New Delhi Making of A Capital – Book Review

“New Delhi Making of a Capital” is an interesting coffee table book about the building of New Delhi. The book written by Malvika Singh and Rudragshu Mukherjee is structured like  a research project and not as book which tells a story. To ensure that this fact is not missed, the book carries a tagline “Concept & Visual Research by Pramod Kapoor”.

The first thing to strike me when I held this book was that writers/publishers had no intent to make money from this project. The second thing to strike me was that the publishers don’t expect me to read this book, it has unthinkably small font size for a coffee table book.  Having convinced myself about both the intents I got going and was pleasantly surprised at how the book started talking to my soul. I am a Dilli-walah and the book has been written by, as the author herself describes, a Dilli-walli, the book has flavor and taste of Delhi in every page. It completely serves the purpose for which it has been written, an authoritative chronicle on making of New Delhi, the single source for knowing how’s and why’s of plans behind the project, as the essay says, “Old seat for a new empire, Calcutta to Delhi”.

The book is a great resource for students of architecture and planning and it is an invaluable piece of heritage for lovers of this city. To me most pages get me talking to myself: OK, so this is how this building came up; I see, this is how each piece of stone was carved to exude aura; Ah ha, this is what the agreement between the architects and the Secretary of State in Council of India was; Oh! so it is a fact that New Delhi was referred to as the New City and not New Delhi when it was planned.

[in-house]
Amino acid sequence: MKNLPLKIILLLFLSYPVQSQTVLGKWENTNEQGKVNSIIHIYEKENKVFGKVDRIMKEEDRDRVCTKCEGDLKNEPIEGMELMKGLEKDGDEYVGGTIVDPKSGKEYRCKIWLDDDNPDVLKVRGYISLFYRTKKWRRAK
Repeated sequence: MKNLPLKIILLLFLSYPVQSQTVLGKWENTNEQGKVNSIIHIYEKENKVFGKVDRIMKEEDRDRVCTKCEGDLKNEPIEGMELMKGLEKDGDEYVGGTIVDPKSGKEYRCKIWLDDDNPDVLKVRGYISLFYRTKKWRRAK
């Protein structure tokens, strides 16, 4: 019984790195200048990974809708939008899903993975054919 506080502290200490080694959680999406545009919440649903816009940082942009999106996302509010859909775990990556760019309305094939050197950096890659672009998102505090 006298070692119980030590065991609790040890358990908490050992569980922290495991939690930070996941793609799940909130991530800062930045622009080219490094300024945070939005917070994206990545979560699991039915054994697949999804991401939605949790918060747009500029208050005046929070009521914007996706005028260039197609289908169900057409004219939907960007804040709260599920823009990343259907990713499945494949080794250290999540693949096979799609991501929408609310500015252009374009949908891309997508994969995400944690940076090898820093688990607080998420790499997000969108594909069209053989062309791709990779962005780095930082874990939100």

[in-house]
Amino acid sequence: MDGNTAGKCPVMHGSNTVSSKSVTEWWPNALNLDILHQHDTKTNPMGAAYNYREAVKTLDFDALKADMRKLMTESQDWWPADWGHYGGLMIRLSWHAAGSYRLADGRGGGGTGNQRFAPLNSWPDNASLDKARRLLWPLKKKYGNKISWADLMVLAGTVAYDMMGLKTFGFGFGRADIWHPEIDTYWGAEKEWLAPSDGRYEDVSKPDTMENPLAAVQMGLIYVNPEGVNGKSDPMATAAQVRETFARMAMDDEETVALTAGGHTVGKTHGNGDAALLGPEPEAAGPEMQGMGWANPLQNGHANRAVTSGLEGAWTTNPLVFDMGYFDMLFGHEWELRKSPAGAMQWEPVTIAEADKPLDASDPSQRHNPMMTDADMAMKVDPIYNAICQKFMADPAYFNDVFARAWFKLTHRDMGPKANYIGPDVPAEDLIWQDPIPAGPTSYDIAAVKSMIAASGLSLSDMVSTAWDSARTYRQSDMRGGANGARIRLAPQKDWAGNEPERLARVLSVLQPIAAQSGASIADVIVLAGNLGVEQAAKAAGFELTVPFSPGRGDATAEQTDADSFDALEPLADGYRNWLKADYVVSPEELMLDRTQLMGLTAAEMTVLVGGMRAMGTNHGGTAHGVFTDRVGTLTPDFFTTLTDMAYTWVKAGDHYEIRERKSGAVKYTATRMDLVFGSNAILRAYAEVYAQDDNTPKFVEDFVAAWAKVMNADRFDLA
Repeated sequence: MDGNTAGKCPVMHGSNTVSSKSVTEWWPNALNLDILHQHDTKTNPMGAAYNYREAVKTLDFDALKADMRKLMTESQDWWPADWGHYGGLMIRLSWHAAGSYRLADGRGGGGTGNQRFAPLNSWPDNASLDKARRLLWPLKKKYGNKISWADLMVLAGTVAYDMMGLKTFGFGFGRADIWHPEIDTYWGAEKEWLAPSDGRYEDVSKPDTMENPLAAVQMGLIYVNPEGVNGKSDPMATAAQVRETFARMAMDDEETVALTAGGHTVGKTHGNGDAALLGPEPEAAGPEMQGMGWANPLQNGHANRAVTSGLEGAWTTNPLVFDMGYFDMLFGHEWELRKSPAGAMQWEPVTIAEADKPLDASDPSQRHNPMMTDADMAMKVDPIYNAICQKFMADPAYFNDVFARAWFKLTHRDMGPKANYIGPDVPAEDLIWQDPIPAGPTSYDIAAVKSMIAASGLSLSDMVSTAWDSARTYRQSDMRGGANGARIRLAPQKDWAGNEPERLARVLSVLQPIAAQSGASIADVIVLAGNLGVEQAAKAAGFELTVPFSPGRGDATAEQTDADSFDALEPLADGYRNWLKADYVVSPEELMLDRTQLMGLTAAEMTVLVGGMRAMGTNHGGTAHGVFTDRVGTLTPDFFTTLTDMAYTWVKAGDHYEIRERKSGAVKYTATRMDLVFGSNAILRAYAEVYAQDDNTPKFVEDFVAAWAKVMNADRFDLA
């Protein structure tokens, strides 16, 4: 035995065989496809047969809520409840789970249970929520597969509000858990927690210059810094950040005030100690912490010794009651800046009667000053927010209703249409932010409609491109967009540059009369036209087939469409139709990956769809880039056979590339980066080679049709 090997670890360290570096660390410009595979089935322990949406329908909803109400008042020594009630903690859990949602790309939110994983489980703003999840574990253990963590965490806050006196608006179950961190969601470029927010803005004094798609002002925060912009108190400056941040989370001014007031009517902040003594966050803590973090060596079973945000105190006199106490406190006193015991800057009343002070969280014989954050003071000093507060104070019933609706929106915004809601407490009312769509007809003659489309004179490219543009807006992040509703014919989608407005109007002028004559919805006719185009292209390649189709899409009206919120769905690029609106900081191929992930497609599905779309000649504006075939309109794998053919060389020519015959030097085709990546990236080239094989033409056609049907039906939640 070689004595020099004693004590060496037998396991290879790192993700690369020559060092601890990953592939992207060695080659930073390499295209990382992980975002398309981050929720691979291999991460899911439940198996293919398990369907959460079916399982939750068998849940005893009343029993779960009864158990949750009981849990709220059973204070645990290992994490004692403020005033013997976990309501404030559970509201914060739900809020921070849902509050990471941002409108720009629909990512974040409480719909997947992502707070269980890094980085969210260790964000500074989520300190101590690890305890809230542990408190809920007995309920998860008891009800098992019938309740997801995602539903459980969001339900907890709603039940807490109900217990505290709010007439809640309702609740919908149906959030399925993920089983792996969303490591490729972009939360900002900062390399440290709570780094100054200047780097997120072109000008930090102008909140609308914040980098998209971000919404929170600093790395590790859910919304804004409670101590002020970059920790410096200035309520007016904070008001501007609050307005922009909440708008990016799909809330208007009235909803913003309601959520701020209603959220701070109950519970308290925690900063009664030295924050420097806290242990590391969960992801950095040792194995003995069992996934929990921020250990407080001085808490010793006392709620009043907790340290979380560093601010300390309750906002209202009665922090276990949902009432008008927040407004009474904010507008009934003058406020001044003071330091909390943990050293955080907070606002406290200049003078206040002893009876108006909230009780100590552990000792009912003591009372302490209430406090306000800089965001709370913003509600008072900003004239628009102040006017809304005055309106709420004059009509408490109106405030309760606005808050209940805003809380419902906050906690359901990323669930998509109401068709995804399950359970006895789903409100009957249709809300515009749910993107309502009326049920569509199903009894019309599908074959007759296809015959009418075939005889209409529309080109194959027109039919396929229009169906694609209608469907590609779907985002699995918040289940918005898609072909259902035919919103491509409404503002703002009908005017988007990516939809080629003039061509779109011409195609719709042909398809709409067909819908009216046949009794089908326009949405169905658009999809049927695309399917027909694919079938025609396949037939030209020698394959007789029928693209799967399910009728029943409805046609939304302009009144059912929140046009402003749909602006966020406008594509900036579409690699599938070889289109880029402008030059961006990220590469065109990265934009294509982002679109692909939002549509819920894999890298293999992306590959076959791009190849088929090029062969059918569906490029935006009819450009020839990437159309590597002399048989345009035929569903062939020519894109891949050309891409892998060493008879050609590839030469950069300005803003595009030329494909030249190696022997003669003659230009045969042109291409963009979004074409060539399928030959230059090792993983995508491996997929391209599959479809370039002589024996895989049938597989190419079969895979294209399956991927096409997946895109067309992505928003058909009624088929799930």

It is interesting to read about disagreements between the architects and various teams at work. Lutyens’ reservations with everything Indian and his eye for detail to include every significant Indian architectural element coexist during making of this magnificent palace complex.

The book has over hundred photographs, each photograph has a story to tell. The time you need to read this books depends on how much time you have to decipher the story and get one with it. I recommend it as a must read to all students of architecture and planning, Indophiles, all Indians who love our heritage and all proud Dilli-walahs and  Dilli-walis.